Greater China markets saw sharper losses. In Hong Kong, the Hang Seng Index lost 0.99 percent by 3:05 p.m. HK/SIN, with declines seen across all sectors. The heavily weighted financials sector was down 0.82 percent before the market close. Property developers and energy stocks were also weaker.
On the mainland, the Shanghai composite fell 0.97 percent to 3,049.80. The smaller Shenzhen composite lost 1.58 percent to end at 1,731.43.
Japan's Nikkei 225, however, bucked the trend to edge up by 0.38 percent, finishing the day at 22,966.38. Shippers and real estate stocks led gains for the day, while automakers rose 0.93 percent.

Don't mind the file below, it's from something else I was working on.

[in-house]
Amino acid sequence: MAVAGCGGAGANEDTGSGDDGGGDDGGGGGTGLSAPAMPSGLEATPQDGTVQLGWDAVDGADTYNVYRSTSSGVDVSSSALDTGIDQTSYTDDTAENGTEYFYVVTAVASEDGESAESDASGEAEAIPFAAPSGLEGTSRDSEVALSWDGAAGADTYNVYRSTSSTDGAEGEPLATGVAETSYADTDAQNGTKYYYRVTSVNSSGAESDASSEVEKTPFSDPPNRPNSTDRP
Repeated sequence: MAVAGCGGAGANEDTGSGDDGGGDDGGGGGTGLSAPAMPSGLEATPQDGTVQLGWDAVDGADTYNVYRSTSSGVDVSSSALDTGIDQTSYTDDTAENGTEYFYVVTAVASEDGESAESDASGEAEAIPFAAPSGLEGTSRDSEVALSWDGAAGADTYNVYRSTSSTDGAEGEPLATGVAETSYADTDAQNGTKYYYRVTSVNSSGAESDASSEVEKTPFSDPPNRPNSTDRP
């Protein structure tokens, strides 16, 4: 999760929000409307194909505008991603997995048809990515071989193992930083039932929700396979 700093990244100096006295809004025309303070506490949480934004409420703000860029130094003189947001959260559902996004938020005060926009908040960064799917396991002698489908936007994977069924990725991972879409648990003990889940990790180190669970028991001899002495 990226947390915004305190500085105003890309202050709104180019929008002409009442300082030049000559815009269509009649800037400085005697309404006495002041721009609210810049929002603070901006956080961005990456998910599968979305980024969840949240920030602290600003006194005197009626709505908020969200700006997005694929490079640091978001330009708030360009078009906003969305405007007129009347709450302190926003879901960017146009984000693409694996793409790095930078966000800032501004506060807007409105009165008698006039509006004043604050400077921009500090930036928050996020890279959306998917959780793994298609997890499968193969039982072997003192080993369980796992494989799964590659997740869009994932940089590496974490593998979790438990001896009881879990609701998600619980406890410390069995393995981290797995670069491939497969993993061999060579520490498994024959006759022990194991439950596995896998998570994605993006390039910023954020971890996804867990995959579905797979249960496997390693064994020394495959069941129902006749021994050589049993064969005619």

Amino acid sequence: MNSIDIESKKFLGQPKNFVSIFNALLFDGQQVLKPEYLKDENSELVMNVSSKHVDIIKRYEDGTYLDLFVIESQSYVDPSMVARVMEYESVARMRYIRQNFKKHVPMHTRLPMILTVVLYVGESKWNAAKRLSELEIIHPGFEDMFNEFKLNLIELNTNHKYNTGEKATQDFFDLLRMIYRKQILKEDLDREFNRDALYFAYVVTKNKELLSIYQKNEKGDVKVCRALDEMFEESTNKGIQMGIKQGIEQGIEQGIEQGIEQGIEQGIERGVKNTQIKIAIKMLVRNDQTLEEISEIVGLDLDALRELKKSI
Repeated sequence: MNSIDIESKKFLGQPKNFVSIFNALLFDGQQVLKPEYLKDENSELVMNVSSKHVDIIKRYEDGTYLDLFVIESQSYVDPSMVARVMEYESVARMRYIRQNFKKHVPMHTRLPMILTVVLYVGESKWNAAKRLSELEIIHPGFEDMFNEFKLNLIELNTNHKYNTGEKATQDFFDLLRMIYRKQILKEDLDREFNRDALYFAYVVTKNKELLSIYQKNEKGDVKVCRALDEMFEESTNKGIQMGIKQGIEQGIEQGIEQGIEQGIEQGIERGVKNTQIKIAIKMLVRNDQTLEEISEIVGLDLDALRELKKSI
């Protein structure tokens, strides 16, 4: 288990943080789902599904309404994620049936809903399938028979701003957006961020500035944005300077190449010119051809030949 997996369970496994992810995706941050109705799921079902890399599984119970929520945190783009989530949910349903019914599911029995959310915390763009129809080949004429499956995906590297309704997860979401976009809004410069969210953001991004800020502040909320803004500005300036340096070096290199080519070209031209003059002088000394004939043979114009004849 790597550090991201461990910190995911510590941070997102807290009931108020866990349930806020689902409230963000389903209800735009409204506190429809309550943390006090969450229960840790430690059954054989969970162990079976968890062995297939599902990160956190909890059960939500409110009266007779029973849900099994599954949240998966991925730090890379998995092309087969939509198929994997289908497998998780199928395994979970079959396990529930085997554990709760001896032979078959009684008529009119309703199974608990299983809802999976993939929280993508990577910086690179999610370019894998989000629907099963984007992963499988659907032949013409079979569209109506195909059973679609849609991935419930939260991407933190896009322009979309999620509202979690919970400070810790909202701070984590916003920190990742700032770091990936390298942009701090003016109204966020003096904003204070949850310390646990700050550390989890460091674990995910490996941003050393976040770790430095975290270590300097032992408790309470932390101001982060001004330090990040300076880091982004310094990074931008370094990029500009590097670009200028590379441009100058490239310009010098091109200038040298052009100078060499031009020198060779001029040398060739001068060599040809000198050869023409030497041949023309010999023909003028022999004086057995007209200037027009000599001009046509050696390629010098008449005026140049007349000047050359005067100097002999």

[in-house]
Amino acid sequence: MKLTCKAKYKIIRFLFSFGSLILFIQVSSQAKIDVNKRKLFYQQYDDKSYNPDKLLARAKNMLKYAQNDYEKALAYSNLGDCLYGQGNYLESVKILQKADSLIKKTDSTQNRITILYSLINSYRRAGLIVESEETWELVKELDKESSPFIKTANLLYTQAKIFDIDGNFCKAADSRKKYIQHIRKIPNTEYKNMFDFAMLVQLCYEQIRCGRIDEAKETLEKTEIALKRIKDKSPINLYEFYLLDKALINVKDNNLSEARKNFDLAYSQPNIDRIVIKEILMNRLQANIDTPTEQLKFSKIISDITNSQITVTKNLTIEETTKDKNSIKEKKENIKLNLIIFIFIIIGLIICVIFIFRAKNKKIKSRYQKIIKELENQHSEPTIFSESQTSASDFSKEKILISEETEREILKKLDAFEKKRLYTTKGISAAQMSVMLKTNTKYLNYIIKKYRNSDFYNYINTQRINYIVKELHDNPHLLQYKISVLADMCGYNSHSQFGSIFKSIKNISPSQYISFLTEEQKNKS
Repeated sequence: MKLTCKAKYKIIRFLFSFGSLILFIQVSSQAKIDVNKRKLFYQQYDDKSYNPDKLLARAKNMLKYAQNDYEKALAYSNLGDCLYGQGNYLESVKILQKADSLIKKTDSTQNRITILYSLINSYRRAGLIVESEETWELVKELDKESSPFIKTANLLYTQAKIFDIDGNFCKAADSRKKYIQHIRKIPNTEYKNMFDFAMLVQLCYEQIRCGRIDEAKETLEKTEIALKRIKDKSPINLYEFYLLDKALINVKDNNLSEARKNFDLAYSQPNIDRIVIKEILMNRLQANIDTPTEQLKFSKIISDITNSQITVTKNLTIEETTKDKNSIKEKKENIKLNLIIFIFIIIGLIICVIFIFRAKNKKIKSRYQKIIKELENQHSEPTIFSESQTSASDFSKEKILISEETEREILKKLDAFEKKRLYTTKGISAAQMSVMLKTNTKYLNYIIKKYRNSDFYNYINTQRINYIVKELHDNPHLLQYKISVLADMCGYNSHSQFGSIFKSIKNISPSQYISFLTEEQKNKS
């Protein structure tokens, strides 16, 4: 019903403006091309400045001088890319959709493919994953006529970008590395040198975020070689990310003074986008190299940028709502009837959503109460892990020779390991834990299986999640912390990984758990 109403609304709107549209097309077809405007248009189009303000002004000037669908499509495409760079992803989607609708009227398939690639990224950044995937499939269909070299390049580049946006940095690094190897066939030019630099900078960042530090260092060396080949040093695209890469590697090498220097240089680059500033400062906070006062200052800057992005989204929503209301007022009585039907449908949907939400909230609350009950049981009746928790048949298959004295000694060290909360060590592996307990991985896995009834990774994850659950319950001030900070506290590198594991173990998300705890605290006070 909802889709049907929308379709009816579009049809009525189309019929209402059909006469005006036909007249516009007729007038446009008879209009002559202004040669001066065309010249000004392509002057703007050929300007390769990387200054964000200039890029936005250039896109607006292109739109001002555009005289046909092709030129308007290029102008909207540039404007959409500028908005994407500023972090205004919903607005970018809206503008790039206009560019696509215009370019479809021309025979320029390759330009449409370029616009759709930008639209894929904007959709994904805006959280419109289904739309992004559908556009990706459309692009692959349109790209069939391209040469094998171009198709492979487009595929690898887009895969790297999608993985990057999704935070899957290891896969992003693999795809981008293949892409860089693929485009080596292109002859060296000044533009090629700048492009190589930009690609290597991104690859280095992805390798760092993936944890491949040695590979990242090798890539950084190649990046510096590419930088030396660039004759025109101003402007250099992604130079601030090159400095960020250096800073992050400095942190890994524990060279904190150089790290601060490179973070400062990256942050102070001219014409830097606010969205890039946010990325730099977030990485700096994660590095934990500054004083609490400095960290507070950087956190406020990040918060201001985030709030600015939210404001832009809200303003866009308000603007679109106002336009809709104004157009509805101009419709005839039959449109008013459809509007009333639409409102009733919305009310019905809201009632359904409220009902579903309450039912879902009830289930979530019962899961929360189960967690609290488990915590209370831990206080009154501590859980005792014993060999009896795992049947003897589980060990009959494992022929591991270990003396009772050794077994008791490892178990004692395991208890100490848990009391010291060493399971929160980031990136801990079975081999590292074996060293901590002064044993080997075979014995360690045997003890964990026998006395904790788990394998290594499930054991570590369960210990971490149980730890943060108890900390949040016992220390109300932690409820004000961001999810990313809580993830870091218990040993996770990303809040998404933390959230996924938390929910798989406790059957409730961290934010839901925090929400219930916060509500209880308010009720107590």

MSCI's broad index of shares in Asia Pacific excluding Japan pulled back by 0.61 percent in Asia afternoon trade.
Markets in South Korea and Indonesia were closed on Wednesday.
Global markets were subdued following Tuesday's meeting between U.S. President Donald Trump and North Korean leader Kim Jong Un. The summit, which took place in Singapore, marked the first ever meeting between sitting leaders of the two nations.
The historic summit culminated in both leaders signing an agreement that pledged to create a lasting "peace regime" on the Korean Peninsula, although the statement was criticized for lacking in detail. Trump also said during a press conference that the U.S. would be halting war games held with South Korea.
"Until there is more meaningful progress, which could ultimately lead to potential alleviation of existing sanctions, we expect the Kospi to remain in this range [of 2,400 to 2,500]. Our base case Kospi remains at 2,600," Morgan Stanley analysts said in a note.